Yes, boxing does need saving. As a massive sports fan, the last time I remember boxing getting this much play was the second Holyfield-Tyson fight, which, again, was a high school graduate ago. Since that fight, boxing has only been relevant on a couple of occasions (you can't count them on one hand), and has watched MMA and a lack of stars cripple the sport's popularity. No matter how much they want to deny it, hardcore boxing fans and media members are definitely putting their hopes into Mayweather-Pacquiao, that's it's indeed the fight to save the sport. It's a nice fantasy. But in reality, the only way it can save the sport is if it winds up being one of the five greatest fights in boxing history. I'm talking Thunder Meets Lightning, Rumble in the Jungle, Thrilla in Manila, actual Fight of the Century (the first Ali-Frasier bout) quality here. And if we're being honest, the chances of this fight equaling or surpassing one of those bouts is every unlikely.

That's where the five years of hype has become the problem. If this bout had in fact taken place back in March of 2010 as originally planned, this could've been the fight that saved boxing. Instead, five years have passed, and all we are left now is way too much hype and two once excellent fighters who are merely just good. Furthermore, for all the hype, there isn't really anything interesting about either guy, another unfortunate thing we learned over the past five years. Everyone hyping this fight wants you to believe that Floyd Mayweather is the modern day Muhammad Ali, while Pacquiao is the plucky underdog ala Braddock, Wepner, and George Foreman circa 1994. You know, the good vs. evil angle. The attempts, in my opinion, have been laughable. As great as Mayweather has been, the only comparison between him and Ali is that they were both loathed at their peaks, and even that's spotty. The negative reaction the public had towards Ali was because he lived in a time where racism and intolerance still ran rampant in this country; Floyd is hated by many because it appears like he's kind of a terrible human being. I don't know anyone other than Stephen A. Smith who is watching this fight and rooting for Mayweather. As for Pacquiao, aside from his journey to boxing, he's not all that interesting either, largely because everyone has been saying he has no chance at all tonight. Why are you supposed to care about a dude who evidently has no shot? It also doesn't help that, once you dig deeper, Pacquiao may not be as nice of a guy as you believe either.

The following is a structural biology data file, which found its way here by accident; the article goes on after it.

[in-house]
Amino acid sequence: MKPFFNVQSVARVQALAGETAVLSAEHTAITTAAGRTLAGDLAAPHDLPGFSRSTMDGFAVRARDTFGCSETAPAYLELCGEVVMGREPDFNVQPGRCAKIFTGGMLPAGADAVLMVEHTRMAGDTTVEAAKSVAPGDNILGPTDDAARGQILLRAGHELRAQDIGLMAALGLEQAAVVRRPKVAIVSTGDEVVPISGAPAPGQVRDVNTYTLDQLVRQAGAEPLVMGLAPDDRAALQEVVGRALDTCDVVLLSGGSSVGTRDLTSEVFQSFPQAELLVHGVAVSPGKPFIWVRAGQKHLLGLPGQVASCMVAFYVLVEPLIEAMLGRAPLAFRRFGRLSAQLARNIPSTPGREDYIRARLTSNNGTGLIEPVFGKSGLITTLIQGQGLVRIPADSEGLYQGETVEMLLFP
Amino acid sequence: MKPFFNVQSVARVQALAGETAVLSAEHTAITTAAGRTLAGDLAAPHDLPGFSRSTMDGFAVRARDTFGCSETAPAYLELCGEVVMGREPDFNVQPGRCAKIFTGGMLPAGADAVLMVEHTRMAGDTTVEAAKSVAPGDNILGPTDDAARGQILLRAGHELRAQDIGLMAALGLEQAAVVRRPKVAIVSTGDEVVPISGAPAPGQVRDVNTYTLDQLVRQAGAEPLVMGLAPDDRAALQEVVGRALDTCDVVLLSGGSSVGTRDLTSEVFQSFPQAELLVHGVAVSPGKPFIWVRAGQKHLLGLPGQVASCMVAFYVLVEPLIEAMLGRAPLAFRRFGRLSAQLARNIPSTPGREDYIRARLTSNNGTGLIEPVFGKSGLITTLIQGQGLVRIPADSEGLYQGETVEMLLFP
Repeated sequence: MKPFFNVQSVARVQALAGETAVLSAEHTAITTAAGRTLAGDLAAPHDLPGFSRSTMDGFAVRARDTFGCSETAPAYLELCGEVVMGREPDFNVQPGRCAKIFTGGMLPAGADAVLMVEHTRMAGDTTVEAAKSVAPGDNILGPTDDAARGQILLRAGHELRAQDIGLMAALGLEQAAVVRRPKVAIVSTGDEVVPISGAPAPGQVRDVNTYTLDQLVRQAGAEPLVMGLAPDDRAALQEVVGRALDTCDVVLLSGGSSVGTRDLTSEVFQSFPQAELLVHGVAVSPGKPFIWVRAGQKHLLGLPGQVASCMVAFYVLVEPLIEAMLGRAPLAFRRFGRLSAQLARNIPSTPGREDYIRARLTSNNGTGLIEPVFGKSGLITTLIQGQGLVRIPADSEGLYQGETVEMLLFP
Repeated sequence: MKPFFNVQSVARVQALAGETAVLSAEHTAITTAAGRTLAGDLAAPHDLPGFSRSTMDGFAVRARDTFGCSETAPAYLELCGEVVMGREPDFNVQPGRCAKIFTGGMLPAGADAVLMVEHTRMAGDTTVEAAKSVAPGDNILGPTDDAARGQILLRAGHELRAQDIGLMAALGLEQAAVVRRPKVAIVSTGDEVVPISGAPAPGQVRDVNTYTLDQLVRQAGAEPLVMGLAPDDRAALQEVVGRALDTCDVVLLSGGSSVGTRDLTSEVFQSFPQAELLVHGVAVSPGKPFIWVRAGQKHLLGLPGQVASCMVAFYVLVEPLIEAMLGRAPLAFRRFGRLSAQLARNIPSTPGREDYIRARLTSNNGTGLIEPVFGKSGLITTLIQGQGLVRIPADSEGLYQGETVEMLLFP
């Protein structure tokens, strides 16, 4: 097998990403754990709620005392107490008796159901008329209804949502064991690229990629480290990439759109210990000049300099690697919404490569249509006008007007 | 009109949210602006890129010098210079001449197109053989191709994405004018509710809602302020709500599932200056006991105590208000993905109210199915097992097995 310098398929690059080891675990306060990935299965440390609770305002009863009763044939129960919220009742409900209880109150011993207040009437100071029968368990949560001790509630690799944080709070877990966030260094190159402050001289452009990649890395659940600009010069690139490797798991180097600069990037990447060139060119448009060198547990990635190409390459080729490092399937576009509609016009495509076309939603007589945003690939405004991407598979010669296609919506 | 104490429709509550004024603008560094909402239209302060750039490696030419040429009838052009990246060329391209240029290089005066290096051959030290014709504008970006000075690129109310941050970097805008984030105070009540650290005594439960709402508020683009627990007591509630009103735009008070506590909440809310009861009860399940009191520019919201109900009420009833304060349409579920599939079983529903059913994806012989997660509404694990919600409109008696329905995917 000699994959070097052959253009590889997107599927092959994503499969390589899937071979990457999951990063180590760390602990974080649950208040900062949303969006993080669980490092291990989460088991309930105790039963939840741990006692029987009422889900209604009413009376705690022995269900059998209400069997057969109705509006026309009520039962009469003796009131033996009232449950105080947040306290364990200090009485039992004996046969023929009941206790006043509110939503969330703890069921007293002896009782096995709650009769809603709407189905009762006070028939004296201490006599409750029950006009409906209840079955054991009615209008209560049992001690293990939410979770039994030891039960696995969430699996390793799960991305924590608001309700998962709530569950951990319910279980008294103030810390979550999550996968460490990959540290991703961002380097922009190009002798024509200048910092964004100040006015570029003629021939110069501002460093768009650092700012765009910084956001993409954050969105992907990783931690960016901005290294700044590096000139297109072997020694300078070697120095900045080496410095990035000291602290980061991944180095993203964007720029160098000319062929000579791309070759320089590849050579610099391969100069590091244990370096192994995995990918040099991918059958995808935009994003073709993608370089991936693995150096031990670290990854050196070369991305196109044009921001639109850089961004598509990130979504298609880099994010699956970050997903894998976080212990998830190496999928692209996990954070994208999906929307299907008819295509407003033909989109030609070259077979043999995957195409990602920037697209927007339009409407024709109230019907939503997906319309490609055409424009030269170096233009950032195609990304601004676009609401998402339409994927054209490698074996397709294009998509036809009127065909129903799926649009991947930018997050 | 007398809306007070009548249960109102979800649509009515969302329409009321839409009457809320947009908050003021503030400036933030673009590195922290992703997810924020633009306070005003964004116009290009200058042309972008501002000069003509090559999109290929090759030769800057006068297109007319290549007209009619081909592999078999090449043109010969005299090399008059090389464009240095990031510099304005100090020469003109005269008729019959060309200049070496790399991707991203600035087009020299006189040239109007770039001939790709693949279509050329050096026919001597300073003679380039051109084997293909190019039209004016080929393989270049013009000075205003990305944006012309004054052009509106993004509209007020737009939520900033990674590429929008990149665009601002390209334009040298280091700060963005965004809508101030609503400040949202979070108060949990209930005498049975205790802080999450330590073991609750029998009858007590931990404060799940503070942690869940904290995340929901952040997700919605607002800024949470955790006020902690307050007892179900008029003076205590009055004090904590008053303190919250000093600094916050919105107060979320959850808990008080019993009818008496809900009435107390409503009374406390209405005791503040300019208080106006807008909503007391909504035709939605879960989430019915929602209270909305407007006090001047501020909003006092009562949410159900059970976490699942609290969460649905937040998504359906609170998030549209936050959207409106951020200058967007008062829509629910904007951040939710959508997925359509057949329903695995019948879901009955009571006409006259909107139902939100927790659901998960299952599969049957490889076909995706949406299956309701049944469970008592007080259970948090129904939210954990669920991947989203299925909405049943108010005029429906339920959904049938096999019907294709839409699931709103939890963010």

So let's recap; this is the so called Fight of the Century, the fight to save boxing, and yet it features two past their prime fighters who are at best polarizing and at worst uninteresting? And again, what exactly is on the line here? Both Mayweather and Pacquiao are evidently champions, but they've won and unified so many titles that only the most diehard of diehards would know what is actually being defended or not this evening. For all intents and purposes, this is really just a massive exhibition bout for a whole lot of money between two guys who don't hold a candle to the greats of the past. And this is supposed to save boxing? I'm really not sure what to say about that. I'm all for being hopeful and trying to look on the bright side. I really am. But I don't see it here. All I see are a bunch of fans and media members hyping up a fight to be something more than it actually is. The fight that is going to save boxing should have meaning, it should have massive potential, it should give you the same feeling you got when watching Foreman achieve the impossible dream or when Buster Douglas beat Mike Tyson. I ask you, what does this fight give you? Really, what does this fight give you?